I don't think we get results that are farther apart far more than once out of 20 (on polls that are in the field at the same time). A little more, maybe: after all, methodologies do vary a bit. But I disagree with your assertion that national polls results are "way out" (except for Greens and Others).

Bernard said...

I was meaning to go to the 90% or 75% confidence level to show that the companies should be closer together in their results with the more precise result of the lower confidence level.

At the 90% confidence level only one poll in 10 should be outside of the margin of statistical error, an error that is smaller at 90% than the normal 95% that is reported.

The margins between the companies is too large to be accounted for on the statistical error alone. I have done the math to certain, and I am unlikely to do it, but just looking at the polling numbers, there are ongoing inconsistencies in the numbers. The margin of error means for all of the parties, one party out means this poll is not within the one in 20.

Without some sort of screen for people not voting and a way to have a moderate degree of confidence in the answers, there is a big problem in how the polls are run and the results that come out of them.

Even when the polls are 'accurate' with each other, we know that at least one in three people is not responding how they will actually act in an election. If it was a small amount, no big deal, but this is large number.

Unknown said...

I think the 'likely voters' issue is the big one. If I recall correctly in the US, the results were often quoted as being 'amongst likely voters'. These were determined not by questions about previous voting, but by demographics - folks in age groups, social standing, income level and so on. Judgment calls about likely voters probably make up some of the spread in results, assuming random sampling is done correctly. The other source of error I think is that sampling 1000 voters (say) with very small numbers in some communities which have strong demographic biases to one party or another may skew the results and not give a truly random sample.

I'd also argue that you can't really tell whether the fact that more people have voting intentions than will actually vote tells you anything about whether the rest of their answers are false. It only says that you can't tell - without additional information - which of the respondees will vote. I can't see how you can assume anything about the errors on this.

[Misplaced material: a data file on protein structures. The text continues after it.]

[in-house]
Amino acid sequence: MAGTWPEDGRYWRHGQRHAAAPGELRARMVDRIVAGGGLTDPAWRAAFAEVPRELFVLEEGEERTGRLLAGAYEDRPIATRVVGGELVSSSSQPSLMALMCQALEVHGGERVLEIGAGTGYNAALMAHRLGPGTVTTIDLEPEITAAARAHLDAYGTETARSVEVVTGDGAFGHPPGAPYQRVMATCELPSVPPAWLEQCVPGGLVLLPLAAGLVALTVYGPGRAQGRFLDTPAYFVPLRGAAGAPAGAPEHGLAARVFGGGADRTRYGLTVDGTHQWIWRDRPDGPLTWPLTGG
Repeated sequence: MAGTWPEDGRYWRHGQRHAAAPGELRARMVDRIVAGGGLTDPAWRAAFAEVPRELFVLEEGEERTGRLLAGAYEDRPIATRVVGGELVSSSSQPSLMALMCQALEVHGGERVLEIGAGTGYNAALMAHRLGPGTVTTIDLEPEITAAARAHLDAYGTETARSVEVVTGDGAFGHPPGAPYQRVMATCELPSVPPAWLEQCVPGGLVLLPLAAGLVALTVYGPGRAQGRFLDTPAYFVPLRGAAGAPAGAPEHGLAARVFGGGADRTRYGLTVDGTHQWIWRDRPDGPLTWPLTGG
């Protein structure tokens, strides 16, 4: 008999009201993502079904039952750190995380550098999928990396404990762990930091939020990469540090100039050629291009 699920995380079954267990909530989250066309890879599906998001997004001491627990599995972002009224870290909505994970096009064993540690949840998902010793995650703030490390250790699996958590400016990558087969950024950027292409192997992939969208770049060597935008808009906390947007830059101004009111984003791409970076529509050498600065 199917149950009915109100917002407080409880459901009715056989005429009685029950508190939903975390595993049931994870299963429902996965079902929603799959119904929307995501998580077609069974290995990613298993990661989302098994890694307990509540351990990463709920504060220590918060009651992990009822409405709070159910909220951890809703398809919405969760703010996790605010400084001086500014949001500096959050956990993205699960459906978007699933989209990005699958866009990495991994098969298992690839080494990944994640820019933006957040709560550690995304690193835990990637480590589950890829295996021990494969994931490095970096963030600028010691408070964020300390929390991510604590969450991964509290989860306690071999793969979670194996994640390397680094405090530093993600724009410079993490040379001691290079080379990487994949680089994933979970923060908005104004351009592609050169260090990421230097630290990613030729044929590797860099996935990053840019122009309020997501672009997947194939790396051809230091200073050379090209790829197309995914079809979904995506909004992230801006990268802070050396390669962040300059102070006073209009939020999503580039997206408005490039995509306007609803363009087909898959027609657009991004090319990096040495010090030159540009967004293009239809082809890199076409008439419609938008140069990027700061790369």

Bernard said...

All we can assume is that there is a much larger margin of error in the results than just the statistical one.

We do know that the answer from the people indicating they are a decided voter and they will not be voting is false because they will not choosing the party they indicated at the polls.

I think you are asking if the non voters answering are of the same distribution as the actual voters. We have no data to indicate that this would the case. In fact we have nothing to indicate anything about them other than they are lying when they say are decided voters.

Once again, think about this, we are reasonably certain that 1/3 of the respondents to a political poll in Canada is lying. One in three lies, that has to be some sort of impact on the results

Election Watcher said...

Just want to respond to a few points:

- "I was meaning to go to the 90% or 75% confidence level"

Sure - just multiply all the margins I gave by 0.84 or 0.59 respectively.

I still don't think that you'd get results that are much more erratic than statistical error suggests after correcting for fixed house effects, at least for the 3 major parties (Green and Other numbers do seem more erratic). But I guess we'll have to agree to disagree, since neither of us is inclined to crunch the numbers :)

Also, your perception of polls being all over the place is essentially unrelated to the undervoting issue: all pollsters may be polling the wrong population (overall instead of voting), but they are polling the same wrong population, so they should get consistent results!

- "The margin of error means for all of the parties, one party out means this poll is not within the one in 20."

No. If you look at how the margin is calculated, it is just for one party.

- "All we can assume is that there is a much larger margin of error in the results than just the statistical one."

One really needs to distinguish between bias and precision. The loss in precision from 1/3 of people lying randomly about whether they'll vote is EXTREMELY small.

The resulting bias can indeed be big. But "margin of error" is not a concept that's meant to account for bias, because you can't statistically tell how big various biases are.

Bernard said...

On the wrong population, it is more than that. They are all report people as decided voters that have not voted in the past and will not vote in the next election. These people are unlikely to have a consistent answer a group since they have no personal attachment to the voting process.

Including non-voters in their sample of peoples' voting intentions will automatically skew any result. It is like asking non-smokers their favorite cigarette brand.